Emotional Well-being from an Expert

Multiple people showing emotion|Emotional Well-being from an Expert

Importance of Emotions

Here are a few of the reasons our emotions are important in our lives. By the way, emotional intelligence has a good presentation on evolution and emotions.

Survival

Nature developed our emotions over millions of years of evolution. As a result, our emotions have the potential to serve us today as a delicate and sophisticated internal guidance system.  For example, when we feel lonely; our need for connection with other people is unmet. When we feel afraid, our need for safety is unmet. When we feel rejected, it is our need for acceptance that is unmet.

Decision Making

Our emotions are a valuable source of information. Our emotions help us make decisions. Studies show that when a person’s emotional connections are severed in the brain, he cannot make even simple decisions. Why? Because he doesn’t know how he will feel about his choices.

Boundary Setting

When we feel uncomfortable with a person’s behavior, our emotions alert us. If we learn to trust our emotions and feel confident expressing ourselves, we can let the person know we feel uncomfortable as soon as we are aware of our feelings. This will help us set our boundaries, which are necessary to protect our physical and mental health.

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How To Communicate in a Caregiving Crisis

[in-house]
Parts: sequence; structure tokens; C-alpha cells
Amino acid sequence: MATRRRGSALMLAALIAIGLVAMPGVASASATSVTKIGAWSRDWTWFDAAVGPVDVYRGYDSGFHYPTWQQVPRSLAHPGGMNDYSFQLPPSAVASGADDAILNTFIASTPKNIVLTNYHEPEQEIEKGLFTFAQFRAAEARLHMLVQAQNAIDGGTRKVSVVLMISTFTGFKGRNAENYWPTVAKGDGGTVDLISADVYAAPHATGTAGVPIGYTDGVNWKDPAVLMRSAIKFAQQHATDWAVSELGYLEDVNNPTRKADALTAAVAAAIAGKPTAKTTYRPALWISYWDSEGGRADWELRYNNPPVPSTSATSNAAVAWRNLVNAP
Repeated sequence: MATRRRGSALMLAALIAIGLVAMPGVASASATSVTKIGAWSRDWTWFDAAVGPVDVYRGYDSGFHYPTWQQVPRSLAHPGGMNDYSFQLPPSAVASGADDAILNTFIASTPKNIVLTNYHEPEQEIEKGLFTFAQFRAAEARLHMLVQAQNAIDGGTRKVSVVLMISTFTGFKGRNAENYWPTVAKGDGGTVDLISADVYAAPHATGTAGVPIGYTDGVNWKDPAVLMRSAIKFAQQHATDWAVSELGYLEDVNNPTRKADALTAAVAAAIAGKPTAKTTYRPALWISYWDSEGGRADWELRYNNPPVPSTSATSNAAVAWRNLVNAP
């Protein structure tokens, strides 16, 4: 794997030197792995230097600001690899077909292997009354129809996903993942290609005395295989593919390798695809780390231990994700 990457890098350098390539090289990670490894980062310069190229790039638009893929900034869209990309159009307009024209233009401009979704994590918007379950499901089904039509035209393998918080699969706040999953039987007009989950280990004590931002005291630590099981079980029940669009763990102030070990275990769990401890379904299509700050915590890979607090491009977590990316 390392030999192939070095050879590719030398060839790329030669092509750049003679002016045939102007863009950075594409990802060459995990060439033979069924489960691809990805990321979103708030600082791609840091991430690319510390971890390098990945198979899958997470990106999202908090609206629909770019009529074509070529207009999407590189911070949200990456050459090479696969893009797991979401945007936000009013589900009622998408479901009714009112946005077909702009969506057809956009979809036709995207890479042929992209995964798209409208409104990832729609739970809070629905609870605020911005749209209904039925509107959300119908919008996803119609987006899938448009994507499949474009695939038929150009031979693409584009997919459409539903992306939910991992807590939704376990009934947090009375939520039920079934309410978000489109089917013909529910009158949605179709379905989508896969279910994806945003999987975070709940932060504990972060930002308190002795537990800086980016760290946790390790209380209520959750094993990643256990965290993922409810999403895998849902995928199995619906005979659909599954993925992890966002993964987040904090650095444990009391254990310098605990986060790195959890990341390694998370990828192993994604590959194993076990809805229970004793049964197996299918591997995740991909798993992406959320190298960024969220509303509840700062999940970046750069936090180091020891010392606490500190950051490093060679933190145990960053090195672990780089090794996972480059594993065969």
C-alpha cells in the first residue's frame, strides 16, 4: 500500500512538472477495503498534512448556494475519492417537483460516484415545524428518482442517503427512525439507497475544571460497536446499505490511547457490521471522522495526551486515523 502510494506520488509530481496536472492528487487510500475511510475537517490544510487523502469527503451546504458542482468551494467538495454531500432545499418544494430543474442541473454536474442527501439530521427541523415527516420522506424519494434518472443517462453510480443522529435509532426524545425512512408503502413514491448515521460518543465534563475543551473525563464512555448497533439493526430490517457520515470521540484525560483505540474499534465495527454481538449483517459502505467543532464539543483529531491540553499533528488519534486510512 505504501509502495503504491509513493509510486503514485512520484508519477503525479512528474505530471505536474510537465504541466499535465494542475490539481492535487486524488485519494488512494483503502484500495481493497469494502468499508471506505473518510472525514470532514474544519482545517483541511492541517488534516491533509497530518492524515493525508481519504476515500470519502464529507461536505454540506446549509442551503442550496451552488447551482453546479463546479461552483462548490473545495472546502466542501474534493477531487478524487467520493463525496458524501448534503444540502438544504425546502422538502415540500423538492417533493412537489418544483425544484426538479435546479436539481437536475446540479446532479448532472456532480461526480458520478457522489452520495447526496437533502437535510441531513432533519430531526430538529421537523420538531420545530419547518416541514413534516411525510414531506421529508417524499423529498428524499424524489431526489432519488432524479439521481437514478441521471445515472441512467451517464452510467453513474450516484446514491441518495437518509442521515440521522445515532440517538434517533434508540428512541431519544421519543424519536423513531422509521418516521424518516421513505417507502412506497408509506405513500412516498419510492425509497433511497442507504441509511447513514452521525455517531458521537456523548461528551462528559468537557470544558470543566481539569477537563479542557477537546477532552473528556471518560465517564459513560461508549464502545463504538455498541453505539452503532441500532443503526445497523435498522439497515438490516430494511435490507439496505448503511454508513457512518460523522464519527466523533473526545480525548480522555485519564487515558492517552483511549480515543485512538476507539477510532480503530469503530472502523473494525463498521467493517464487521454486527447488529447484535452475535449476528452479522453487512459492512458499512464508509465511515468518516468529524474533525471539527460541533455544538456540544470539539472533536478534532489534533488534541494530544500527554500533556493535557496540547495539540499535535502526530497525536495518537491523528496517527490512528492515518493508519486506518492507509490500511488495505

Doctor attending to patient|How To Communicate in a Caregiving Crisis

 

Communication

First of all, communication is an important skill for anyone. It’s especially important as a caregiver. Good communication skills will lay the groundwork for your relationship with your patient to provide the best care possible. Your patient needs to feel that you are having a conversation with them—that you respect them—even if they cannot understand everything you are saying.

Communication Is More than Speaking and Listening

Second of all, when we think about communicating, two aspects come to mind immediately—speaking and listening. However, when you are going to speak about important topics with your aging patient, it would be wise to think things through carefully on your own before you actually talk with them. Focus on the specifics of what you want to cover.

In addition, what words we choose to use definitely matter when the topics are emotional ones! Don’t rush the conversation to a conclusion because that could prove frustrating to you and your aging patient. As we age, it takes longer to do things, and that includes thinking things over as ideas unfold. Realize the fact going in and don’t try to rush your patient into making decisions. The goal of this communication is to maximize the patient’s independence.

First Encounters

For this reason, learn about your patients’ backgrounds by asking questions about their lives. Also, ask the patient how they would like to spend their time, their likes and dislikes, about their family, etc. Try to find the communication method that works best with each individual patient early in your relationship. Always face your patients when you speak and always maintain eye contact; ask what they think would be good solutions.

Never Be Patronizing

Remember, you are talking to an adult, not a child. It is important to realize, the patronizing speech will put older adults on the defensive and convey a lack of respect for them. Put yourself in their shoes and think of how you would want to be spoken to in the situation. Look for answers that optimize strengths and compensate for problems. Be aware of the whole situation; many of the issues of aging can be solved by providing the patient with the support they need.

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